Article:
“The original meaning of the word ‘apocalypse’, derived from the Greek apokalypsis, is in fact not the cataclysmic end of the world, but an ‘unveiling’, or ‘revelation’, a means whereby one gains insight into the present.” (Kovacs, 2013, 2) An apocalypse (Greek: apokalypsis meaning “an uncovering”) is in religious contexts knowledge or revelation, a disclosure of something hidden, “a vision of heavenly secrets that can make sense of earthly realities.” (Ehrman 2014, 59)
Shri Mataji
Shri Mataji Nirmala Devi (1923-2011) was Christian by birth, Hindu by marriage, and Paraclete by duty.
“The Paraclete will come (15:26; 16:7, 8, 13) as Jesus has come into the world (5:43; 16:28; 18:37)... The Paraclete will take the things of Christ (the things that are mine, ek tou emou) and declare them (16:14-15). Bishop Fison describes the humility of the Spirit, 'The true Holy Spirit of God does not advertise Herself: She effaces Herself and advertises Jesus.' ...
It is by the outgoing activity of the Spirit that the divine life communicates itself in and to the creation. The Spirit is God-in-relations. The Paraclete is the divine self-expression which will be and abide with you, and be in you (14:16-17). The Spirit's work is described in terms of utterance: teach you, didasko (14:26), remind you, hypomimnesko (14:26), testify, martyro (15:26), prove wrong, elencho (16:8), guide into truth, hodego (16:13), speak, laleo (16:13, twice), declare, anangello (16:13, 14, 15). The johannine terms describe verbal actions which intend a response in others who will receive (lambano), see (theoreo), or know (ginosko) the Spirit. Such speech-terms link the Spirit with the divine Word. The Spirit's initiatives imply God's personal engagement with humanity. The Spirit comes to be with others; the teaching Spirit implies a community of learners; forgetful persons need a prompter to remind them; one testifies expecting heed to be paid; one speaks and declares in order to be heard. The articulate Spirit is the correlative of the listening, Spirit-informed community.
The final Paraclete passage closes with a threefold repetition of the verb she will declare (anangello), 16:13-15. The Spirit will declare the things that are to come (v.13), and she will declare what is Christ's (vv. 14, 15). The things of Christ are a message that must be heralded...
The intention of the Spirit of truth is the restoration of an alienated, deceived humanity... The teaching role of the Paraclete tends to be remembered as a major emphasis of the Farewell Discourses, yet only 14:26 says She will teach you all things. (Teaching is, however, implied when 16:13-15 says that the Spirit will guide you into all truth, and will speak and declare.) Franz Mussner remarks that the word used in 14:26, didaskein, "means literally 'teach, instruct,' but in John it nearly always means to reveal.” (Stevick 2011, 292-7)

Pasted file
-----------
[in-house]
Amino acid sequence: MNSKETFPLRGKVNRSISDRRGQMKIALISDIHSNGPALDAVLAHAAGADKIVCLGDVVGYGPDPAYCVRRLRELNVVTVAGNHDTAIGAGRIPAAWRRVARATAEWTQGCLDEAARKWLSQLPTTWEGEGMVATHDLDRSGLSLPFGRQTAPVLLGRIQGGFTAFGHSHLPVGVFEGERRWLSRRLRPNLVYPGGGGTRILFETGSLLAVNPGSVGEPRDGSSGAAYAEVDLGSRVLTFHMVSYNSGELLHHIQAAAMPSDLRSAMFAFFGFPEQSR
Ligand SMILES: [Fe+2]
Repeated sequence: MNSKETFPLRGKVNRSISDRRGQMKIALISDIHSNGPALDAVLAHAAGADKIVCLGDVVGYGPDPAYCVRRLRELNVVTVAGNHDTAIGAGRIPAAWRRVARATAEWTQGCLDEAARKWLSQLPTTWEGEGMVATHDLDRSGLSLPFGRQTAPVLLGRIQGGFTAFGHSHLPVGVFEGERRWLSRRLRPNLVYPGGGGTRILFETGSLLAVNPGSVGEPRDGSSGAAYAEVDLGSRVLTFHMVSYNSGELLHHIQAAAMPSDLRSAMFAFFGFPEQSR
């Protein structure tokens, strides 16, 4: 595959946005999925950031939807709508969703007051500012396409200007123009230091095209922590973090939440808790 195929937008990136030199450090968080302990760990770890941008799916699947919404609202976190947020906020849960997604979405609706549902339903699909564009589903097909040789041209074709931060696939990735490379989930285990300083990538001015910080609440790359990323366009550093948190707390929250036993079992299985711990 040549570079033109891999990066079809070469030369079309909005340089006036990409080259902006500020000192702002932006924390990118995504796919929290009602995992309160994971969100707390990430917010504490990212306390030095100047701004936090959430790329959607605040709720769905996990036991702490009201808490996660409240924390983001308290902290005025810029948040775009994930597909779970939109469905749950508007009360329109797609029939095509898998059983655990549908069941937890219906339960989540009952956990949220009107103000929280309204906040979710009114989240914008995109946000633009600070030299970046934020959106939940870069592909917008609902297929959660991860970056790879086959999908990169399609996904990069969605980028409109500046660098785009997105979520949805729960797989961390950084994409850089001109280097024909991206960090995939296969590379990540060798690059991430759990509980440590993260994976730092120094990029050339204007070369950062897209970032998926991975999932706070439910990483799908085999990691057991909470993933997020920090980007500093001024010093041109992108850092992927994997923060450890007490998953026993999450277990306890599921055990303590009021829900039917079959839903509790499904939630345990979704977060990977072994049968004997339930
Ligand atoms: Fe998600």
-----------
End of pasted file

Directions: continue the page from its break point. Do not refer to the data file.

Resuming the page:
Stephen E. Witmer, Divine instruction in Early Christianity   
F. B. Meyer, Love to the Utmost Robert Kysar, John, the Maverick Gospel 
Danny Mahar, Aramaic Made EZ Lucy Reid, She Changes Everything
David Fleer, Preaching John's Gospel: The World It Imagines Berard L. Marthaler, The Creed: The Apostolic Faith in Contemporary Theology
George Ladd, A Theology of the New Testament In Spirit and Truth, Benny Thettayil
Jesus and His Own: A Commentary on John 13-17 Marianne Meye Thompson, The God of the Gospel of John
Eric Eve, The Jewish Context of Jesus' Miracles D. R. Sadananda, The Johannine Exegesis of God: an exploration into the Johannine understanding of God
Michael Welker, God the Spirit Georg Strecker, Theology of the New Testament
Tricia Gates Brown, Spirit in the writings of John Michael Welker, The work of the Spirit: pneumatology and Pentecostalism
Robert Kysar, Voyages with John: Charting the Fourth Gospel John F. Moloney, The Gospel of John
Harvey Cox, The Future of Faith Robert Kysar, John
Robert E. Picirilli, The Randall House Bible Commentary George Ladd, A Theology of the New Testament 
“The teaching of the Paraclete, as the continuation of Jesus' teaching, must also be understood as the fulfillment of the promise of eschatological divine instruction.”
Stephen E. Witmer, Divine instruction in Early Christianity